The Flint, Mich., water crisis has been garnering all the headlines lately, but we shouldn't forget its precursor in news coverage devoted to man-made environmental disasters. That would be the 2014 chemical spill into the Elk and Kanawha rivers flowing through Charleston, W.Va.
The spill of a chemical known as MCHM, which is used for washing coal and was stored haphazardly by Freedom Industries, left some 300,000 residents of nine counties without potable water for 10 days to two weeks. Somewhere between one-fifth and one-half of the affected households reported that at least one person in the family had become ill from the water, according to a survey led by Purdue University.
Now the legal consequences are coming due, and on the whole, they show that corporate executives can allow disasters like this to happen with impunity.
On Monday, the Charleston Gazette-Mail reported that the fourth former executive of Freedom Industries was sentenced for his role in the spill. Federal Judge Thomas Johnston sentenced William E. Tis, a former Freedom director and co-owner, to three years' probation and a $20,000 fine. Tis had pleaded guilty to a single misdemeanor count of causing an unlawful discharge of refuse matter. The maximum sentence was a year in prison.
Tis was the fourth Freedom executive to escape jail time under the gavel of Johnston, who pronounced him "hardly a criminal." Johnston last week fined the company itself $900,000 but acknowledged that "there's no way the fine will ever be paid," since the company is bankrupt. A settlement of local claims last year illustrates the scale of the injustice: About $2.3 million exists in company assets and contributions from its offers to pay claims totaling $56 million.
Tis and his fellow executives join the parade of business leaders avoiding the full measure of punishment — or in some cases, any punishment — for their misdeeds. The absence of banking and finance executives from the roll of those prosecuted for the 2008 economic collapse has been well-marked, but they're not alone. Typically, penalties for corporate wrongdoing fall on the executives' corporations — which is to say, their shareholders. That simply won't incentivize executives to do the right thing.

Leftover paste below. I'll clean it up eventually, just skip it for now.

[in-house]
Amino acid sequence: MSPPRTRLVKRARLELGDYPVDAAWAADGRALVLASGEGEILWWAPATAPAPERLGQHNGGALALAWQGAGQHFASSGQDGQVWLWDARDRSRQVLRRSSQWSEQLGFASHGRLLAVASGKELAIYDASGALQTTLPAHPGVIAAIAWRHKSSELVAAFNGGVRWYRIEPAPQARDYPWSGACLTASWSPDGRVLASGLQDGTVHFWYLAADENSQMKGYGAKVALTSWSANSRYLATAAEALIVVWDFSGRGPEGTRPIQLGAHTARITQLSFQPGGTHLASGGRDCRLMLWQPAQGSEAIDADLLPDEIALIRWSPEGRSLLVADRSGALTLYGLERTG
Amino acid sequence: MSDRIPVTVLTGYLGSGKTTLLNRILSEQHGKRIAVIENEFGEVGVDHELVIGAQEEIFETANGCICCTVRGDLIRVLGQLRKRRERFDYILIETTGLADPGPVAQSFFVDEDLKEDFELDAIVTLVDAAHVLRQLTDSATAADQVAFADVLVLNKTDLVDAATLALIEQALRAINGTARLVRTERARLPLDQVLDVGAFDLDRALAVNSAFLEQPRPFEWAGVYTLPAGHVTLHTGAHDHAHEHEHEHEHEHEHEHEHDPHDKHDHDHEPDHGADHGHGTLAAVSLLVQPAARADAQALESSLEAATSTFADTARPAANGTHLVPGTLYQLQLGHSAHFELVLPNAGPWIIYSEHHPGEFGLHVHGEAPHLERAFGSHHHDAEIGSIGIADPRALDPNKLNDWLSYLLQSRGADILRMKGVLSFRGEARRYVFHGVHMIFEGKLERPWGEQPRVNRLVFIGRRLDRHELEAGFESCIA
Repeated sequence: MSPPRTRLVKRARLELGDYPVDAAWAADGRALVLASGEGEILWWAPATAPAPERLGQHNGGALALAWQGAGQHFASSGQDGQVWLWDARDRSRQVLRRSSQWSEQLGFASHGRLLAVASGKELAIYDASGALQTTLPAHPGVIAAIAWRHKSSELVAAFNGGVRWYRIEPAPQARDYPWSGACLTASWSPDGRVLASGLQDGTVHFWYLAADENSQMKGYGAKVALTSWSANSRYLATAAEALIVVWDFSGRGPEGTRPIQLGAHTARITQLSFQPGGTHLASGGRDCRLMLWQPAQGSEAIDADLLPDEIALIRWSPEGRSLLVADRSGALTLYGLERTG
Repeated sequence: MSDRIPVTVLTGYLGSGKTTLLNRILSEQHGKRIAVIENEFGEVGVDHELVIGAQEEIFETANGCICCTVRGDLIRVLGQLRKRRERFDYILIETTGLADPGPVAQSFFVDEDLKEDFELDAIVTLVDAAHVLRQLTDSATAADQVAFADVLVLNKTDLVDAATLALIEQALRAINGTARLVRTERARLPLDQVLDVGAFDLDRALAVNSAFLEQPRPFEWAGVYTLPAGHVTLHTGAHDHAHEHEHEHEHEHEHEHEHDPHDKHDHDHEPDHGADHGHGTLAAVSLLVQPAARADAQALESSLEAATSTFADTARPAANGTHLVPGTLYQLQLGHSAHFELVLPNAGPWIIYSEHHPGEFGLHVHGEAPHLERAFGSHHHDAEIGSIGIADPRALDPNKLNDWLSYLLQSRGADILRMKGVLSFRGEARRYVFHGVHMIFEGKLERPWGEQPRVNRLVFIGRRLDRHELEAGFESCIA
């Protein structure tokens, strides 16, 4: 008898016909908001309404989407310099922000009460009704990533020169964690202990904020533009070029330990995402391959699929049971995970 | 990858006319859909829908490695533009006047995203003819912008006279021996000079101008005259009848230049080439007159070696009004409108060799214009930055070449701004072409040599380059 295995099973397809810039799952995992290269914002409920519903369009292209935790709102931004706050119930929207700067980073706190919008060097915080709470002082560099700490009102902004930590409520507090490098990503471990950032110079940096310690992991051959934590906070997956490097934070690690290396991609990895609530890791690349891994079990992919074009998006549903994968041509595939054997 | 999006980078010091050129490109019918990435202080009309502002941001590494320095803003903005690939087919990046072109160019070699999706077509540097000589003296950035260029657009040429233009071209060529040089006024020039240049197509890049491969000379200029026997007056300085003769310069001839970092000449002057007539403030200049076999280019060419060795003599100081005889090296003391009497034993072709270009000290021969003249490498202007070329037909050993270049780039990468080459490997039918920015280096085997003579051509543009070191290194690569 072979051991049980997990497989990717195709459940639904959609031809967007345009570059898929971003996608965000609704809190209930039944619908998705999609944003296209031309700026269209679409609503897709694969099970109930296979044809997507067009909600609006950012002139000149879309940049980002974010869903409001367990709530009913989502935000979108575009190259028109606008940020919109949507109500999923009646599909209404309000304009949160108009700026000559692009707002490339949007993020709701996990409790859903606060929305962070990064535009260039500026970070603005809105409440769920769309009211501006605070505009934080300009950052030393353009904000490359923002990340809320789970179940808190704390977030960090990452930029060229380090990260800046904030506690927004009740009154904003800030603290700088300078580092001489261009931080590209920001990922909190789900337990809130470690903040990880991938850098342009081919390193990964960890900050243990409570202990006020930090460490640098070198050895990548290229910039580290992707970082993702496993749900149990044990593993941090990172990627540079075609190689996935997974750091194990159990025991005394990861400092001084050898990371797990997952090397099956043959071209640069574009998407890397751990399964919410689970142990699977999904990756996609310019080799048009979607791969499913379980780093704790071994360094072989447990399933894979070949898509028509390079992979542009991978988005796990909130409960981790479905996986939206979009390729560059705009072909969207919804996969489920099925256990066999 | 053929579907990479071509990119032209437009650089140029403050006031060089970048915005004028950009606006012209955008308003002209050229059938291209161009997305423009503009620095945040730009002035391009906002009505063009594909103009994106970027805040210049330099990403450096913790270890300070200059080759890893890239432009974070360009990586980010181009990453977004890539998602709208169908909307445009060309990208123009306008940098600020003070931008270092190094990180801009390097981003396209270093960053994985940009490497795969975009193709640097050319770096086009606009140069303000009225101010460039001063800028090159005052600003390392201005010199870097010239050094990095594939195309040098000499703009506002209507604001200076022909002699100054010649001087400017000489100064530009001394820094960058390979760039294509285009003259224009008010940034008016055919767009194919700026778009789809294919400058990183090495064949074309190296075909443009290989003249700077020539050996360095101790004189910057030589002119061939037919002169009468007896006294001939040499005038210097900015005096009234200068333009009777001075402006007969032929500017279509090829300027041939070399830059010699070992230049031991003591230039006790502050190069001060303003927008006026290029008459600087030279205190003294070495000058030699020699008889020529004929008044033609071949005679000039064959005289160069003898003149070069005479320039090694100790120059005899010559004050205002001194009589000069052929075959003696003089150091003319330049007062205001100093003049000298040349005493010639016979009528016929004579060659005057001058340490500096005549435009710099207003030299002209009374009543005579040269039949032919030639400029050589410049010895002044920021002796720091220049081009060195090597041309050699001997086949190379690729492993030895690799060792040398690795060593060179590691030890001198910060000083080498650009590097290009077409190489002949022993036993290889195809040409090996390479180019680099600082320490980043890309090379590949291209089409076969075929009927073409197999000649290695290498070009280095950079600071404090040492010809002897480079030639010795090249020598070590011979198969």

White-collar criminals are so seldom prosecuted, much less jailed, that it's front-page news when an executive faces even watered-down charges. Take the case of Don Blankenship, who was the head of Massey Energy in 2010 when a blast at one of its mines took the lives of 29 coal miners. A federal jury convicted Blankenship in December on a single misdemeanor count of conspiring to violate federal mine safety standards, but cleared him on two felony counts. He's subject to a fine of $250,000 and up to a year in prison, but he could have faced a 30-year term if found guilty of all charges. In any case, he won't be suffering much; in 2009, before the mine blast, he pulled down compensation of $17.8 million.
To be sure, the sentencings on the West Virginia spill aren't over: Former Freedom President Gary Southern will be sentenced next week and former CEO Dennis Farrell on Thursday. Like their compatriots, both pleaded guilty to federal charges. Southern, who faces a minimum 30 days and a maximum three years in prison and a possible fine of $300,000, became the face of corporate insensitivity after the spill was discovered when, armed with bottled water at a news conference, he complained that he had had "a long day" and asked reporters to "wrap things up."
As part of his plea deal, he received back several assets the feds had seized, including a Bentley auto and more than $7 million in savings. Federal prosecutors also dropped charges that he had lied to them about his assets and the circumstances of Freedom's bankruptcy.
Federal prosecutors had moved for minimum sentences for Tis and the other already-sentenced Freedom executives, arguing that they had helped with the prosecutions of their colleagues. In fact, they were all turning on one another. Former plant manager Michael Burdette, for instance, got off with probation and a $2,500 fine after fingering Tis and others, who he said knew full well that a dike designed to contain the MCHM was leaky and in desperate need of repair. Tis and the others then fingered Southern and Farrell. The latter two may have had no one higher up to finger, so perhaps they'll be "It."
As long as executives who are in responsible positions when avoidable disasters happen continue to get off almost scot-free, avoidable disasters will continue to happen. In Flint, a state official heading the investigation of the water crisis has said that criminal charges up to and including involuntary manslaughter could ensue. Unfortunately, the historical record says otherwise.
FOR THE RECORD
Feb. 10, 2:52 p.m.: An earlier version of this article misspelled former Freedom CEO Dennis Farrell's name as Ferrell.